6 Scheduling ideas to avoid a virtual event flop

Imagine planning an amazing virtual or hybrid event and pouring your heart into organizing content that you’re excited to share with your attendees. 

Then, when you’re getting feedback from attendees you hear the dreaded words: it was boring. Where did you go wrong? 

Here’s the problem: we can’t keep copying and pasting an in-person event format into an increasingly online world. It's not working. Event organizers are heading straight for a wall.

It’s not easy to break old habits and take uncomfortable leaps when you’re unsure whether they’ll be successful or not. 

Don’t worry,  we’ve got you covered. 

Whether you’re running a virtual or hybrid event, these six ideas will help you rethink how you schedule the virtual aspect of your event. You’ll learn how with a few simple tweaks and some creative thinking, you can create a schedule that’ll keep your attendees engaged and coming back for more. 

Even better? You’ll avoid the dreaded event flop. 

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As event organizers begin to draw up their preliminary plans for an upcoming virtual or hybrid event, oftentimes the easiest option is to just copy and paste what has worked for their onsite experience. That would be a mistake. 

Event organizers who simply try to recreate the onsite experience online need to be stopped before it's too late and they've lost their audiences.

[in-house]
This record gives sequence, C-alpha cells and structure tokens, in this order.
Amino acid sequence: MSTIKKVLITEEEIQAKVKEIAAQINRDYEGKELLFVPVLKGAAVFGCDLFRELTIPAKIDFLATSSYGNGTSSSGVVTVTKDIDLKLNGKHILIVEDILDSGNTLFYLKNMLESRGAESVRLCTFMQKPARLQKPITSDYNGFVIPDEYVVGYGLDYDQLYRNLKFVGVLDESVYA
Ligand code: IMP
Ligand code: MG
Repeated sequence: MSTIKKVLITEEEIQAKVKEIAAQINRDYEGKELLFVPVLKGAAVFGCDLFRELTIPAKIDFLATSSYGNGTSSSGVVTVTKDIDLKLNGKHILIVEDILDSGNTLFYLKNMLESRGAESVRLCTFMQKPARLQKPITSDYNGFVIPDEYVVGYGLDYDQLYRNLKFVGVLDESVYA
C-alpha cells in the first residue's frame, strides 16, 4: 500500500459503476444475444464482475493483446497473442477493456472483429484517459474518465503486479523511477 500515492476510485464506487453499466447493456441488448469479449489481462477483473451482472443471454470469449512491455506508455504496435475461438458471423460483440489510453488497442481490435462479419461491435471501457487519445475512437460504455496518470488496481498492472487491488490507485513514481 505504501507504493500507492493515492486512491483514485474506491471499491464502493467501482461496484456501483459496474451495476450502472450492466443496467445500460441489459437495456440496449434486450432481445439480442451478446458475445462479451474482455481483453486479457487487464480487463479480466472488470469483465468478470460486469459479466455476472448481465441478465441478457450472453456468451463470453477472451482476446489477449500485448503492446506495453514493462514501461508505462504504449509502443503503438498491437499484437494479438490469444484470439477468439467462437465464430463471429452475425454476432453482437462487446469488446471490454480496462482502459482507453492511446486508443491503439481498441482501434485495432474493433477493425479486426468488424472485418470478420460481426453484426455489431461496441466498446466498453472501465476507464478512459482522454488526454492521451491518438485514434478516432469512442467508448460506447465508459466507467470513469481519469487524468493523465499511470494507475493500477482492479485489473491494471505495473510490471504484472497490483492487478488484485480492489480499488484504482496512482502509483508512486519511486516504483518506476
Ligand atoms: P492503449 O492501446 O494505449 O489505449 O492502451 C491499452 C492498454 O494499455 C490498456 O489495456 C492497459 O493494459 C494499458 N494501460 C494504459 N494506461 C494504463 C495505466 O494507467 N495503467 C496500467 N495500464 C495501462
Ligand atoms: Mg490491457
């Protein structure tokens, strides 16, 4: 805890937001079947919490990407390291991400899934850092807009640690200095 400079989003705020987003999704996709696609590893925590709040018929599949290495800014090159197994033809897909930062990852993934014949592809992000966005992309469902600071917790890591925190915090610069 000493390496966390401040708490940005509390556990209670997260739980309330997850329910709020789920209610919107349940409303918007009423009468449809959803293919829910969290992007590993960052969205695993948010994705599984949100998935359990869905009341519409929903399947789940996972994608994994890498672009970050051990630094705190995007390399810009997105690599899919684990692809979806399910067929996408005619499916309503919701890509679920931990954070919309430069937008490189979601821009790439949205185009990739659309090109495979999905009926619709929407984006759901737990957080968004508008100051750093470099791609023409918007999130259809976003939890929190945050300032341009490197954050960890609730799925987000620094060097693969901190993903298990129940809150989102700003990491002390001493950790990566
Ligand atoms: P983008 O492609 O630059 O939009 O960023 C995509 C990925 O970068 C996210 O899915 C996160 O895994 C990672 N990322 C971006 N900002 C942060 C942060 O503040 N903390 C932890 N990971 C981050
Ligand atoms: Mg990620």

Instead, event organizers need to start designing events for the specific medium and for their audience. 

A virtual event that flops didn't do so because the technology sucked. It's because the event wasn't designed to be engaging in a virtual world. A hybrid event that fails probably failed because it wasn't designed to bring two audiences together across time and space. 

With that in mind, let’s take a look at some ideas that have been tried and proven to work (we’ve even got some data to back them up!) 

1. Design schedules that are adapted to online events


People don’t have time. They want a hyper-focused, niche schedule that answers their very specific needs and learning goals. So break up your topics and ideas. Make sure under each topic or idea, you include targeted content. 

Targeted content will do the work for you of keeping your audience focused when they are joining from the comfort of their home or office. It’s incredibly easy to walk away or log off from a session when it wasn’t what you expected. So give your audience exactly what they’re looking for and they won’t be going anywhere.

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2. Short, focused offerings for rapid learning


Make sure to create short, focused offerings in your schedule. These will be aimed at engaging smaller groups of people for rapid learning. For example, 30-minute webinars every week or month on a specific sub-topic of your industry’s current challenges. 

The idea is to do more with less. Identify what's trending or, if you have a mailing list, survey your potential audience to ask them what they’d like to hear about. From there, take the highest ranking topics and begin organizing a schedule with sessions and speakers that will address these points quickly and effectively.


3. Get niche experts to talk and give masterclasses


The name says it all: niche experts provide insight and information that isn’t readily available. By providing your audience a unique experience with information that can’t easily be found at other events, you’ve almost guaranteed that your audience will be fully engaged.